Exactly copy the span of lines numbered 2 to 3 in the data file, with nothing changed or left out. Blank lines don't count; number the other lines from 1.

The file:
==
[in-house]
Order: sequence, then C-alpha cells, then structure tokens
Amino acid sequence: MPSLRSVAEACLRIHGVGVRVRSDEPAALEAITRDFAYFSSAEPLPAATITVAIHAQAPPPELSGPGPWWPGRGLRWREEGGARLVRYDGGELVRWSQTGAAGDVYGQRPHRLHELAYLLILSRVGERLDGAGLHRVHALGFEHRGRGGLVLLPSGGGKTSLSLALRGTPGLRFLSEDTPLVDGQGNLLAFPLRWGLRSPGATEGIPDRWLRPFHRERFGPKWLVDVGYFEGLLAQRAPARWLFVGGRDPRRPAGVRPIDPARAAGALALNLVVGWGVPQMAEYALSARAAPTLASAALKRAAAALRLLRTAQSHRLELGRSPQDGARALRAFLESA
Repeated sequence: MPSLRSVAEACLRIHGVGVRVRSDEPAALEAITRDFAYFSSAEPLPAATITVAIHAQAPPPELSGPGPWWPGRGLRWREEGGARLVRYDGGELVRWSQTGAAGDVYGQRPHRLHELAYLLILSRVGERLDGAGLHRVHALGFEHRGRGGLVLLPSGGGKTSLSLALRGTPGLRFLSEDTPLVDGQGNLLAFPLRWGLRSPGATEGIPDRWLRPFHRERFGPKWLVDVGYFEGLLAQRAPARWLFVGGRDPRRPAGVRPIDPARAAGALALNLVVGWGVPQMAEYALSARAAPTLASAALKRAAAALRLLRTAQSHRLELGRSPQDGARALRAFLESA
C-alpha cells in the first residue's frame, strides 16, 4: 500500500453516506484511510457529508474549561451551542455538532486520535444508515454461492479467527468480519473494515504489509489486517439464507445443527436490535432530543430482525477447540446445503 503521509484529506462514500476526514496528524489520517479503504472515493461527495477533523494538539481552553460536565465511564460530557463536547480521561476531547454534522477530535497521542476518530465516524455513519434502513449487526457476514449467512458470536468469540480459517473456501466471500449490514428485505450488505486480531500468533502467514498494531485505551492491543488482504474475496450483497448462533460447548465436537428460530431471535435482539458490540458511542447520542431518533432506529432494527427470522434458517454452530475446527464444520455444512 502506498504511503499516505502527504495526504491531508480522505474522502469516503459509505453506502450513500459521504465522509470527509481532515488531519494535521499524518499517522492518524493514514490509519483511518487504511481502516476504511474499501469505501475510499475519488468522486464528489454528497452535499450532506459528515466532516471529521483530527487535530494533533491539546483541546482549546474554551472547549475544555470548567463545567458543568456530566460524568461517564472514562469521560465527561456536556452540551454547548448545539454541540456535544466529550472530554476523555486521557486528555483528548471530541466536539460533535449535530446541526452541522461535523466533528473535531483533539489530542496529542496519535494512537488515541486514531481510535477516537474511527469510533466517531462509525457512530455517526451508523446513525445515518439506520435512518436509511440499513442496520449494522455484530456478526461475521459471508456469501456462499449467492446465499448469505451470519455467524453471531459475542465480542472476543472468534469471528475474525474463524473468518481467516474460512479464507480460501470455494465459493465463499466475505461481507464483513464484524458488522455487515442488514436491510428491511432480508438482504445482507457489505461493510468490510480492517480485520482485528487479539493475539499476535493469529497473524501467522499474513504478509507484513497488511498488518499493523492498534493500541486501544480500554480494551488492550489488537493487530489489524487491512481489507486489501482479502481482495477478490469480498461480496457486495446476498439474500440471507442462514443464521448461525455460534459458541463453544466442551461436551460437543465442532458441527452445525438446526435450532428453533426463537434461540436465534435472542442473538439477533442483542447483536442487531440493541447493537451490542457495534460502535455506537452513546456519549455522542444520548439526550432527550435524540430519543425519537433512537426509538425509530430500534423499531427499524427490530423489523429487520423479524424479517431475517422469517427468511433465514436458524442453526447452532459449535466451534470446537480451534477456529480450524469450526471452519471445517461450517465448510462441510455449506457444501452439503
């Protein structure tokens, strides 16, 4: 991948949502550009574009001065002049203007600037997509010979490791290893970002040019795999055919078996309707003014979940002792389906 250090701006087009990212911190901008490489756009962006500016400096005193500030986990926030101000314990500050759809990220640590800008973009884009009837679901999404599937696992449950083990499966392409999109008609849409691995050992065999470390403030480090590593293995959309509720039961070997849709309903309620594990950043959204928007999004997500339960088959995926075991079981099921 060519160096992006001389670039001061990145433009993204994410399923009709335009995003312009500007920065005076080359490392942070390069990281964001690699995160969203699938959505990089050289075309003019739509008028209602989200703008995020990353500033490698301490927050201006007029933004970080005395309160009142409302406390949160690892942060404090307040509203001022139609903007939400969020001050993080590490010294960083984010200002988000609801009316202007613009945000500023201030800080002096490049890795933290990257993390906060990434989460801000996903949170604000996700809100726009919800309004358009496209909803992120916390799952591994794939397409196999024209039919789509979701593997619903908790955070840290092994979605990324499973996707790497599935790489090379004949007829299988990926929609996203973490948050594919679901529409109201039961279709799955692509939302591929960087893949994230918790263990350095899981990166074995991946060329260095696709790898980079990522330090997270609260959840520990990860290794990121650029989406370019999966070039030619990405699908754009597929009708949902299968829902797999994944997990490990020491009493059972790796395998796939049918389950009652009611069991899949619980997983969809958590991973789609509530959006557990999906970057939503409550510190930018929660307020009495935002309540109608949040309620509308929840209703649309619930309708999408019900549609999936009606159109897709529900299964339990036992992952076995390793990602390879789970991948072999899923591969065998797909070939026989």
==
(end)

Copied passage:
Order: sequence, then C-alpha cells, then structure tokens
Amino acid sequence: MPSLRSVAEACLRIHGVGVRVRSDEPAALEAITRDFAYFSSAEPLPAATITVAIHAQAPPPELSGPGPWWPGRGLRWREEGGARLVRYDGGELVRWSQTGAAGDVYGQRPHRLHELAYLLILSRVGERLDGAGLHRVHALGFEHRGRGGLVLLPSGGGKTSLSLALRGTPGLRFLSEDTPLVDGQGNLLAFPLRWGLRSPGATEGIPDRWLRPFHRERFGPKWLVDVGYFEGLLAQRAPARWLFVGGRDPRRPAGVRPIDPARAAGALALNLVVGWGVPQMAEYALSARAAPTLASAALKRAAAALRLLRTAQSHRLELGRSPQDGARALRAFLESA